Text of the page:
As San Franciscans mull Proposition F, which would overhaul the city's short-term rental laws, perhaps this figure might be taken into consideration. According to a press release the new City Office of Short Term Rental Administration and Enforcement levied $155,000 in fines against violators of existing regulations in September alone with one scofflaw host fined $77,000.
Seems like a good time to register your Airbnb, if you haven't, though that doesn't sound like a particularly fun or painless process (and that might be part of the point). And remember, hosts: According to current law, you must live for 275 days a year in the spot you're renting. The number of days you may rent while you aren't present is limited to 90 and that number would go down to 75 under Prop F. The Chronicle adds that hotel-tax obligations for renters have been "streamlined." For example: There's now an online application for business licenses, and if you aren't using Airbnb but some other service, you can pay hotel taxes annually rather than monthly, “We want to let [hosts] know they can do business with us in a far easier way, with a new interface and Web portal,” said Treasurer José Cisneros. “We are lessening their administrative burden.”
“As with the first wave of penalties, we continue to send a message to those who violate our short-term rental laws that we will investigate and hold you accountable,” said Kevin Guy, Director of the Office of Short Term Rental Administration & Enforcement. “ If you are eligible to share your home, we will help you register, however, if you break the law and contribute to our City’s housing crisis, we will continue to be vigilant with our enforcement and, if appropriate, issue fines and penalties.”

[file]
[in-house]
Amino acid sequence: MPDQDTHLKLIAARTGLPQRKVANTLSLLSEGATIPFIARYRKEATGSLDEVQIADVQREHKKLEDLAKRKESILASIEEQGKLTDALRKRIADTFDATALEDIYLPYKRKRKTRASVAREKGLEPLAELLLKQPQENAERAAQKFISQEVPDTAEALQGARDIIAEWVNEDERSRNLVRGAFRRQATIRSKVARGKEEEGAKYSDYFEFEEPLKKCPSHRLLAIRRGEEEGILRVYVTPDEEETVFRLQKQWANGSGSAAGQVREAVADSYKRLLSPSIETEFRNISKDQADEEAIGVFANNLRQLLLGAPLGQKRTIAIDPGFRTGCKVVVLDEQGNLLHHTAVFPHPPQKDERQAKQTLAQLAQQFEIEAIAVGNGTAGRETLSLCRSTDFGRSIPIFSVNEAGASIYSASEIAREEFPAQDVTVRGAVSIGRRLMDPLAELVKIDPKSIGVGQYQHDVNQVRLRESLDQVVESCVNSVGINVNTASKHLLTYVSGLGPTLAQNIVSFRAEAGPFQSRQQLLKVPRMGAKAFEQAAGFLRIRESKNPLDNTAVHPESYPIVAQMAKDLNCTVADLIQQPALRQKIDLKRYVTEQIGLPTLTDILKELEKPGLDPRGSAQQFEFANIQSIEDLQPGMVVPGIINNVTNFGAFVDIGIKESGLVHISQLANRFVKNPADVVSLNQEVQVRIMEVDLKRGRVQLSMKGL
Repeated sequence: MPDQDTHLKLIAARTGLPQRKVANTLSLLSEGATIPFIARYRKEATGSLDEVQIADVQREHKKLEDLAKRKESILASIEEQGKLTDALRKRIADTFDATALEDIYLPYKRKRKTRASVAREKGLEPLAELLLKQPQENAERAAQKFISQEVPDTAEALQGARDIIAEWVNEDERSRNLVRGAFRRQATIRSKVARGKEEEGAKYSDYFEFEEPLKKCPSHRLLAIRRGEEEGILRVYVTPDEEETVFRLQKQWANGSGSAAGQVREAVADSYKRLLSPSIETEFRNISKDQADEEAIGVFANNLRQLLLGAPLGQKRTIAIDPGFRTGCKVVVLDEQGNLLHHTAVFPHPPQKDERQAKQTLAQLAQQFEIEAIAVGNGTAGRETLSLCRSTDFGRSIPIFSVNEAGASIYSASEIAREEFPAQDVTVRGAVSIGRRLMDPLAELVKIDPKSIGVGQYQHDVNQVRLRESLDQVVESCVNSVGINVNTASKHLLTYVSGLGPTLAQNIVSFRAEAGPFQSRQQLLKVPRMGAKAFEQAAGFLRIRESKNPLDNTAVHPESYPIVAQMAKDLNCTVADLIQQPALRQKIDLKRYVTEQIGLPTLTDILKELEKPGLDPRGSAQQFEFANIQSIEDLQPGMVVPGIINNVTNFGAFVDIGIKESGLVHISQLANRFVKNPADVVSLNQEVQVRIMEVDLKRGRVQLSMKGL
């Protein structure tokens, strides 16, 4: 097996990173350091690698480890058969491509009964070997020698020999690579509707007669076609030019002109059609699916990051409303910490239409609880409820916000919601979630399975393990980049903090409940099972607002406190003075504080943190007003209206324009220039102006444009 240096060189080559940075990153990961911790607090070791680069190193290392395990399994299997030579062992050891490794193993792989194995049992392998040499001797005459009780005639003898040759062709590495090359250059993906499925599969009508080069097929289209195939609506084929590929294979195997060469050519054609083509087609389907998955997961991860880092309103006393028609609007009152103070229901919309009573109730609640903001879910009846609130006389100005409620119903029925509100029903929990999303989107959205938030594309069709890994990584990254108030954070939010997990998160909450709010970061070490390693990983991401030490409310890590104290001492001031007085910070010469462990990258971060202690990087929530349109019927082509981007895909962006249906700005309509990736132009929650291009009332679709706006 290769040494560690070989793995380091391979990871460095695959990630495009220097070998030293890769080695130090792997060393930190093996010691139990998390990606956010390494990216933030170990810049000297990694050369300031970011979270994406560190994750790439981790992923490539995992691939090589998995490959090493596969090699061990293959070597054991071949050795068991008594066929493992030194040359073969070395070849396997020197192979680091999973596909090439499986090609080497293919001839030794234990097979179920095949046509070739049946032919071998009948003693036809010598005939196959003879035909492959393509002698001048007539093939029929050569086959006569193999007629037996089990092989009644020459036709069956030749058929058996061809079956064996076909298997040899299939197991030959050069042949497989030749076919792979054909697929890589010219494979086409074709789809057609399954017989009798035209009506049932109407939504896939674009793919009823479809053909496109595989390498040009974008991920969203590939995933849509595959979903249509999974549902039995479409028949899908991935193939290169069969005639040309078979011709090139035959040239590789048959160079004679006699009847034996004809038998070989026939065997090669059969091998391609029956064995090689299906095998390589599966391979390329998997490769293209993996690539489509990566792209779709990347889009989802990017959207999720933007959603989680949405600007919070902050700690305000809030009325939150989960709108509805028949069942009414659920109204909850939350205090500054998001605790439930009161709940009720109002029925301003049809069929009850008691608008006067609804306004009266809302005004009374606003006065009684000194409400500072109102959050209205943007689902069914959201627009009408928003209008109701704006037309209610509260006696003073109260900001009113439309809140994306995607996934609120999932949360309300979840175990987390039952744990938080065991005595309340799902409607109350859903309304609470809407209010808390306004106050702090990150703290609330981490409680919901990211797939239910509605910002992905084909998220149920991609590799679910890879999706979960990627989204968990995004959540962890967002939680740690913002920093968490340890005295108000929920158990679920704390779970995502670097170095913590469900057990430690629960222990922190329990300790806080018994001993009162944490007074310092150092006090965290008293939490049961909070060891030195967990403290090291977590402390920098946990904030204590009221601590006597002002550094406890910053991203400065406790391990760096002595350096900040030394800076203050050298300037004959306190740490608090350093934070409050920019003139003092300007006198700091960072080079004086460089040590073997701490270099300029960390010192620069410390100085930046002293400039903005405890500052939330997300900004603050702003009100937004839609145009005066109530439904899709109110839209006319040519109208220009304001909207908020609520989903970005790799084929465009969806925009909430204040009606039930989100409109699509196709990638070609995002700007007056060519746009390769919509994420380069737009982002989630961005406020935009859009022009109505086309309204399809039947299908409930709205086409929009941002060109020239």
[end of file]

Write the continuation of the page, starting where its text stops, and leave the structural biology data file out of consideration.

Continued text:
What he's talking about: Estimates aren't precise, but it's probable that somewhere between 350 and 2,000 individual units are being kept off the long-term rental market in favor of being rented on a short-term basis year round. Airbnb lists about 5,500 properties in San Francisco.
For their part in the Prop F debate, Airbnb is fighting tooth and nail to prove that it's "just too extreme" — a turn of phrase they seem to be borrowing from or sharing with Mayor Lee — all through their SF for Everyone campaign. That group's war chest stands at $8 million, a sum "almost entirely" provided by Airbnb. Their arguments: Neighbors will be more inclined to sue neighbors for violations, not waiting for the city to impose fines or sanctions.
But hey, that $8 million is nothing compared to the roughly $25 million in back taxes Airbnb eventually paid to San Francisco after plenty of hemming and hawing this spring. Now they pay an estimated $1 million in hotel taxes to San Francisco each month.